The Miami Dolphins, as they are currently constituted, added or re-signed Tight End Mike Gesicki, Running Backs Chase Edmonds & Raheem Mostert, Wide Receiver Cedrick Wilson and Quarterback Teddy Bridgewater. Unlike their fellow Floridians, the Jaguars, their moves seem to have some heft behind them. New Head Coach Mike McDaniels has a whole new set of toys to work with in Miami, so let’s see how they will fare in 2022 fantasy football.
Teddy Bridgewater, Quarterback
Let’s get this out of the way. The Dolphins needed a backup quarterback, and they signed a backup quarterback. Bridgewater is the perfect backup QB because he is not a threat to Tua Tagovailoa’s starting job, and should Tua miss more games (he missed four games in 2021), the Dolphins have a good real-life secondary option behind Tua. That’s it, that’s all there is to think about Bridgewater. In deep 2QB leagues, he’s a draft-and-stash handcuff for Tua because if Tua t**rs his *CL (can’t put that into the universe) then you have a guy you empty your FAB to acquire with Bridgewater.
Chase Edmonds, Running Back
Fantasy football circles were all a-flutter with Chase Edmonds’ addition to the Miami Dolphins backfield. After all, he does everything incumbent Myles Gaskin does, but better. The Dolphins had a clear upgrade at running back and he should take over the majority of shares in the Dolphins’ backfield. Edmonds had a lot of hype going into 2021, but injuries derailed a nice little season (79.8 yards on 9 carries and 4 catches per game prior to his injury). Edmonds tried to gut it out at the end of the year but the production mostly wasn’t there. I don’t hold that against him.
Now, with the Dolphins, he’s boldly going where no pass-catching running back has gone before: into the San Francisco iteration of the Kyle Shanahan offense. Now, I don’t think Mike McDaniel is going to copy-and-paste Shanny’s system (tagging Mike Gesicki ensured that) but the 49ers’ system simply does not throw to non-FB running backs. Over the last three years, the most targeted 49ers’ running back averaged 34 targets per season or just about two targets per game. That doesn’t exactly work with Chase Edmonds’ play style. So, depending on price… I’m out on Chase Edmonds. I’m not quite sure what exactly the Dolphins are planning on doing with him, and with that uncertainty, I am out. Oh wait, they signed oft-injured Raheem Mostert? Nevermind, I’m in. Edmonds will likely get the lion’s share of the carries in at least 10 games this season and provides decent flex value with top-20 RB upside without Mostert.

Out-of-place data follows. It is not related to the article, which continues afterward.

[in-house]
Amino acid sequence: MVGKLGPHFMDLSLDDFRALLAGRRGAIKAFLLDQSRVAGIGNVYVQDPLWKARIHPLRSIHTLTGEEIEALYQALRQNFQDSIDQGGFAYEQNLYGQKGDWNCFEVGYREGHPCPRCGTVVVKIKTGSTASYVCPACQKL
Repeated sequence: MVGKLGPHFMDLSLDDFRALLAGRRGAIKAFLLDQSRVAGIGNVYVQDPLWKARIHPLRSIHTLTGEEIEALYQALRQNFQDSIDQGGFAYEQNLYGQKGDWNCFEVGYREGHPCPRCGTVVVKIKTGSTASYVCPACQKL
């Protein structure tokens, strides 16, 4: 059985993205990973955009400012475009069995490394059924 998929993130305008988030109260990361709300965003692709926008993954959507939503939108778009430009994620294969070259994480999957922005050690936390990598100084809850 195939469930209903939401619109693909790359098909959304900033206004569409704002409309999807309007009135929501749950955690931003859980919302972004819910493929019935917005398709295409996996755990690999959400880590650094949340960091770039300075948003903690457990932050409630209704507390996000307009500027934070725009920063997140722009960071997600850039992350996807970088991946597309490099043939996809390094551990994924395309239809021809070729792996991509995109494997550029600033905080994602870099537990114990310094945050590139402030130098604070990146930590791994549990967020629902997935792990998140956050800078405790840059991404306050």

Raheem Mostert, Running Back
Mike McDaniel followed the Robert Saleh School of Offensive Installations and snagged a 49er running back to help transition his team to the new offense. Saleh did it with Tevin Coleman, and McDaniel did it with the more talented (but more fragile) Raheem Mostert. Mostert spent most of 2021 on the shelf, getting two touches for 20 yards before exploding is a spectacular ball of dust. This marked the fourth time in five years that Mostert both played for San Francisco, and missed at least 5 games. He’s only topped 11 games played once in his seven-year career. That’s the main rub with Raheem Mostert: his health. His talent has never been in doubt, as he averaged 5.67 yards per carry with the Niners, but he also couldn’t stay healthy, playing in just 46 games from 2016 through 2021 with San Francisco.
Mostert and Edmonds will probably go back-to-back in drafts, and I hope that you can snag them both. Honestly, I like them better in salary cap drafts, where they will likely go for about $10 combined thanks to each stealing the other’s value in drafts.
Cedrick Wilson, Wide Receiver
I am going to be brutally honest, here: I don’t see it. A lot of people on fantasy football Twitter got extremely hyped up about Cedrick Wilson. But, I fail to see a distinction between Cedrick Wilson and the other WR3 or WR4 flotsam and jetsam that fantasy twitter has fallen in love with on the Miami Dolphins. Wilson isn’t particularly big, he isn’t particularly fast, and he isn’t particularly… good. The Cowboys took him with a sixth-round compensatory pick in 2018 and just let him hang out at the end of their roster. The Cowboys, desperate to rebuild their wide receiver corps after letting Amari Cooper walk and signing currently-injured Michael Gallup to an extension, let him abscond off to Miami.
While people are excited for Wilson for fantasy football, he falls into the “Kendrick Bourne” class of receivers, as we call them on the Football Absurdity Podcast. He’s likely to help the Dolphins, and Tua, immediately. But, it will take a lot for him to be fantasy football relevant in anything but the deepest leagues.
And no, he’s not the new Deebo.
Mike Gesicki, Tight End
I’ll admit that this one threw me for a loop. Since we have zero data for what a Mike McDaniel offense might look like, we have to instead look at the Kyle Shanahan offense. Kyle Shanahan likes his tight ends to be good blockers. To be generous, we’ll just say this doesn’t apply to Gesicki. But, I love Mike Gesicki’s upside in an offense that just loves to throw the ball to both the tight end and which has been trying to build in a giant slot receiver for years. Gesicki quietly had 112 targets last year, and I honestly see that as his floor in what will prove to be a more potent offense in 2022. He’s settling into the Upper Blob range at tight end, somewhere around TE8 for me. If you can get him in the second half of your drafts, then giddy-up. You have something there.